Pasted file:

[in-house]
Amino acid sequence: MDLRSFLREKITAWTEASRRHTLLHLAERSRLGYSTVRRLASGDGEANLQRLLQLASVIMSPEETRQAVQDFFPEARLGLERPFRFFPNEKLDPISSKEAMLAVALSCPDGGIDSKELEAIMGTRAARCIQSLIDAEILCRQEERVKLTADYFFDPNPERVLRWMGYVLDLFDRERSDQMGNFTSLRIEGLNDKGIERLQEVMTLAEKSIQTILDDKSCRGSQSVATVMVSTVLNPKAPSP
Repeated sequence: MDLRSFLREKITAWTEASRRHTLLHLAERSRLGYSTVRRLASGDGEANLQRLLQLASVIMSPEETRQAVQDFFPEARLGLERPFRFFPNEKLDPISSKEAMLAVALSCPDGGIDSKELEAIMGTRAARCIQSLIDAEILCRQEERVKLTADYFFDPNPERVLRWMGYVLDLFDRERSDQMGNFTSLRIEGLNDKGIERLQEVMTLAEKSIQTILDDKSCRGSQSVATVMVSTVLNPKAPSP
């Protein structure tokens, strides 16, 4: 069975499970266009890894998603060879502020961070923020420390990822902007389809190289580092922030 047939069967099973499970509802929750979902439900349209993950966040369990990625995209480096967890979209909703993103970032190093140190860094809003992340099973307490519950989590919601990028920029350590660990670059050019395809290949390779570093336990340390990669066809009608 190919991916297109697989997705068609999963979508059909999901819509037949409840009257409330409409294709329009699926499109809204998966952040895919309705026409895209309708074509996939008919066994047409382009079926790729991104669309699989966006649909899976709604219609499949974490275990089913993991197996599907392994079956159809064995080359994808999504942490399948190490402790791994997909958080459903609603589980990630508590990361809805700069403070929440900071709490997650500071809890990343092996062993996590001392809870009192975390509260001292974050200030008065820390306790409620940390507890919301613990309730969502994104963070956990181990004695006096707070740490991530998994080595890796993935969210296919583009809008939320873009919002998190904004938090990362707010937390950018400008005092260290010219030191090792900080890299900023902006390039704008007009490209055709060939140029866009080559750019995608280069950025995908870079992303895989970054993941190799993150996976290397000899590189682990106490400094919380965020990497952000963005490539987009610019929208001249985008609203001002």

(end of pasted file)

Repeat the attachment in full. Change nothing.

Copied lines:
[in-house]
Amino acid sequence: MDLRSFLREKITAWTEASRRHTLLHLAERSRLGYSTVRRLASGDGEANLQRLLQLASVIMSPEETRQAVQDFFPEARLGLERPFRFFPNEKLDPISSKEAMLAVALSCPDGGIDSKELEAIMGTRAARCIQSLIDAEILCRQEERVKLTADYFFDPNPERVLRWMGYVLDLFDRERSDQMGNFTSLRIEGLNDKGIERLQEVMTLAEKSIQTILDDKSCRGSQSVATVMVSTVLNPKAPSP
Repeated sequence: MDLRSFLREKITAWTEASRRHTLLHLAERSRLGYSTVRRLASGDGEANLQRLLQLASVIMSPEETRQAVQDFFPEARLGLERPFRFFPNEKLDPISSKEAMLAVALSCPDGGIDSKELEAIMGTRAARCIQSLIDAEILCRQEERVKLTADYFFDPNPERVLRWMGYVLDLFDRERSDQMGNFTSLRIEGLNDKGIERLQEVMTLAEKSIQTILDDKSCRGSQSVATVMVSTVLNPKAPSP
């Protein structure tokens, strides 16, 4: 069975499970266009890894998603060879502020961070923020420390990822902007389809190289580092922030 047939069967099973499970509802929750979902439900349209993950966040369990990625995209480096967890979209909703993103970032190093140190860094809003992340099973307490519950989590919601990028920029350590660990670059050019395809290949390779570093336990340390990669066809009608 190919991916297109697989997705068609999963979508059909999901819509037949409840009257409330409409294709329009699926499109809204998966952040895919309705026409895209309708074509996939008919066994047409382009079926790729991104669309699989966006649909899976709604219609499949974490275990089913993991197996599907392994079956159809064995080359994808999504942490399948190490402790791994997909958080459903609603589980990630508590990361809805700069403070929440900071709490997650500071809890990343092996062993996590001392809870009192975390509260001292974050200030008065820390306790409620940390507890919301613990309730969502994104963070956990181990004695006096707070740490991530998994080595890796993935969210296919583009809008939320873009919002998190904004938090990362707010937390950018400008005092260290010219030191090792900080890299900023902006390039704008007009490209055709060939140029866009080559750019995608280069950025995908870079992303895989970054993941190799993150996976290397000899590189682990106490400094919380965020990497952000963005490539987009610019929208001249985008609203001002």